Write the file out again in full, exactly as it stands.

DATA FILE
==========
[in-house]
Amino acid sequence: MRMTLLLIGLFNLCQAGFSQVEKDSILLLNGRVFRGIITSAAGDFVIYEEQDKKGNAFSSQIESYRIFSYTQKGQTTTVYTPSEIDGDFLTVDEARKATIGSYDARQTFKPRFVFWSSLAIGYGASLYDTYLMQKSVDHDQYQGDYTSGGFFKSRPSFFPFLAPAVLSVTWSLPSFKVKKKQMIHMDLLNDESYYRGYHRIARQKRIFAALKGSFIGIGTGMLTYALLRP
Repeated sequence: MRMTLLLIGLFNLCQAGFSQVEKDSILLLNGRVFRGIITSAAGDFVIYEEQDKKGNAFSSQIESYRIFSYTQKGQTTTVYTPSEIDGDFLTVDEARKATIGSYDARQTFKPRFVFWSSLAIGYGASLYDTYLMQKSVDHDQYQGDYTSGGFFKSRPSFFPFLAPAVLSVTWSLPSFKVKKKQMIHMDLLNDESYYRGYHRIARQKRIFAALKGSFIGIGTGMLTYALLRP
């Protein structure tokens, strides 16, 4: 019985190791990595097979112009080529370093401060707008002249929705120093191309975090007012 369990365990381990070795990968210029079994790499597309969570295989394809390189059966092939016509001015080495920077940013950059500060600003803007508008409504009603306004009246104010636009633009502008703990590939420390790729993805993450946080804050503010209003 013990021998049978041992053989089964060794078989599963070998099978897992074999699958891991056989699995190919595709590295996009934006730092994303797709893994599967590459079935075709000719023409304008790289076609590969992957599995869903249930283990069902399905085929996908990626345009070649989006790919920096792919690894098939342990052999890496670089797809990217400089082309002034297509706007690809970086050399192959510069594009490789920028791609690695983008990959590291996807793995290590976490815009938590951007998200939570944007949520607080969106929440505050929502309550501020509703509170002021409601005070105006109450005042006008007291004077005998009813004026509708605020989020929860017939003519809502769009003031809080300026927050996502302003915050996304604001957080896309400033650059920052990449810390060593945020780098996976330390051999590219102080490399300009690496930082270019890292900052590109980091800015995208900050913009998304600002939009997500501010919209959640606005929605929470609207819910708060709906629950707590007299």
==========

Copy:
[in-house]
Amino acid sequence: MRMTLLLIGLFNLCQAGFSQVEKDSILLLNGRVFRGIITSAAGDFVIYEEQDKKGNAFSSQIESYRIFSYTQKGQTTTVYTPSEIDGDFLTVDEARKATIGSYDARQTFKPRFVFWSSLAIGYGASLYDTYLMQKSVDHDQYQGDYTSGGFFKSRPSFFPFLAPAVLSVTWSLPSFKVKKKQMIHMDLLNDESYYRGYHRIARQKRIFAALKGSFIGIGTGMLTYALLRP
Repeated sequence: MRMTLLLIGLFNLCQAGFSQVEKDSILLLNGRVFRGIITSAAGDFVIYEEQDKKGNAFSSQIESYRIFSYTQKGQTTTVYTPSEIDGDFLTVDEARKATIGSYDARQTFKPRFVFWSSLAIGYGASLYDTYLMQKSVDHDQYQGDYTSGGFFKSRPSFFPFLAPAVLSVTWSLPSFKVKKKQMIHMDLLNDESYYRGYHRIARQKRIFAALKGSFIGIGTGMLTYALLRP
């Protein structure tokens, strides 16, 4: 019985190791990595097979112009080529370093401060707008002249929705120093191309975090007012 369990365990381990070795990968210029079994790499597309969570295989394809390189059966092939016509001015080495920077940013950059500060600003803007508008409504009603306004009246104010636009633009502008703990590939420390790729993805993450946080804050503010209003 013990021998049978041992053989089964060794078989599963070998099978897992074999699958891991056989699995190919595709590295996009934006730092994303797709893994599967590459079935075709000719023409304008790289076609590969992957599995869903249930283990069902399905085929996908990626345009070649989006790919920096792919690894098939342990052999890496670089797809990217400089082309002034297509706007690809970086050399192959510069594009490789920028791609690695983008990959590291996807793995290590976490815009938590951007998200939570944007949520607080969106929440505050929502309550501020509703509170002021409601005070105006109450005042006008007291004077005998009813004026509708605020989020929860017939003519809502769009003031809080300026927050996502302003915050996304604001957080896309400033650059920052990449810390060593945020780098996976330390051999590219102080490399300009690496930082270019890292900052590109980091800015995208900050913009998304600002939009997500501010919209959640606005929605929470609207819910708060709906629950707590007299």